'Mothers of the Movement' Speak Out Ahead of DNC Speech

The seven mothers who each lost children to violence tell Robin Roberts what they want people to take away from their DNC speech.
4:25 | 07/26/16

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Transcript for 'Mothers of the Movement' Speak Out Ahead of DNC Speech
Now to the widespread reaction to the senseless killings of african-americans and police officers, basketball legend Michael Jordan announcing he's donating $1 million to the naacp's legal defense fund and institute for community police relations. This comes as seven mothers who lost their children to violence prepare for a very important appearance here at the democratic convention tonight. I had a chance to sit down with them yesterday. My life changed dramatically on February 26th, 2012. Reporter: Mothers, each with their own stories of unspeakable loss. Sybrina Fulton, the mother of trayvon martin and the mother of Jordan Davis, the young man shot and killed in Jacksonville, Florida, for playing loud music in his car. My name is lezley Mcspadden. My son is Michael brown. He was killed on August 9th in Ferguson. I am Cleopatra, mother of the late hadiya Pendleton murdered January 29th, 2013 shot in the back. I'm ria Hamilton, my son what dontre Hamilton. He had 21 bullet holes in his body. I did not get any justice. I'm Geneva reed-veal, mother of Sandra bland. She ended up dead in a jail cell. I'm Gwen Carr, mother of Eric garner murdered two years ago last week in Staten island by a police officer who put him in a choke hold. I can't breathe. You've heard that from demonstrators across the country using that as their battle cry. Moms now standing united with the one person they believe can make a change. From your perspective, Mrs. Clinton, what can we do? Mothers of the movement joining forces to support Hillary Clinton's campaign. Seen here in this exclusive first look airing tonight at the convention. Well, I think you can continue to speak out but you will be more effective if you do somehow band together. I was taught you want to cause a reaction that's going to lead to action. Absolutely. And what is it that you want this message to be? We must bring awareness, we must tell the people that don't wait till tragedy knock on your door. That's right. Start doing something now in the communities. That's right. To help your neighborhood, help your communities. Our leaders need to be accountable. You believe secretary Clinton is going to be able to do that as president. With the reform bill that she has in place, it implements it but we're going to hold her accountable. That's right. For her actions. That's right. With these bills and law. She's the first presidential candidate that I'm aware of that has just said, this is a national crisis. It has to be dealt with. Our communities and our families will never be safe unless we deal with gun violence in this country. We're going to have much more of the conversation with them in our last half hour and what they are talking about is coming together and saying that they can't help -- you know, they've -- all they want is their children back and that's not going to happen so they want to see what they can do to make sure it doesn't happen to other families and also discussed, you know, people believe, George, you have to be on one side or the other. They address police are being targeted and clearly address that. And what they're seeing in their own communities and also saying, I told them I've been listening a lot to man in the mirror, Michael Jordan -- Michael Jordan, Michael Jackson's song about how when change starts with you and they were talking about accountability on all fronts with everyone involved. That should be so powerful to see them all up on that stage. It will be powerful. They'll be up on that stage tonight and this is not something that they want to do. They haven't been together like this. They have on the campaign trail and they said, George, when they start sharing their stories that they'll hear cries from the audience and it's other mothers who are feeling finally they're not alone and each of these mothers are doing work in their respective communities, yes, it's a national stage tonight. But they want to make I clear they are trying to help in their own communities so we'll talk about that. Catalyze some real action. That's what the hope is.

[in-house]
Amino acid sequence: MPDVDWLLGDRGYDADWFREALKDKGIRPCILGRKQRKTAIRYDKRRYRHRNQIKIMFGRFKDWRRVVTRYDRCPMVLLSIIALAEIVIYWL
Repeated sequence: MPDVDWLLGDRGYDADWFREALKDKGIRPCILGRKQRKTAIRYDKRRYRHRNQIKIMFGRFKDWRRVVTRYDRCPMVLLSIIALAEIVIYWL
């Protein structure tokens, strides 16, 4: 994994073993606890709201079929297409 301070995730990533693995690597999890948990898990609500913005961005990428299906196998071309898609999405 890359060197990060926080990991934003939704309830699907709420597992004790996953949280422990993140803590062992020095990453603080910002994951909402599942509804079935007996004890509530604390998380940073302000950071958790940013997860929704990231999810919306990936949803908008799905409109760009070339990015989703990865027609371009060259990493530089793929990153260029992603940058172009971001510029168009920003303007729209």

This transcript has been automatically generated and may not be 100% accurate.

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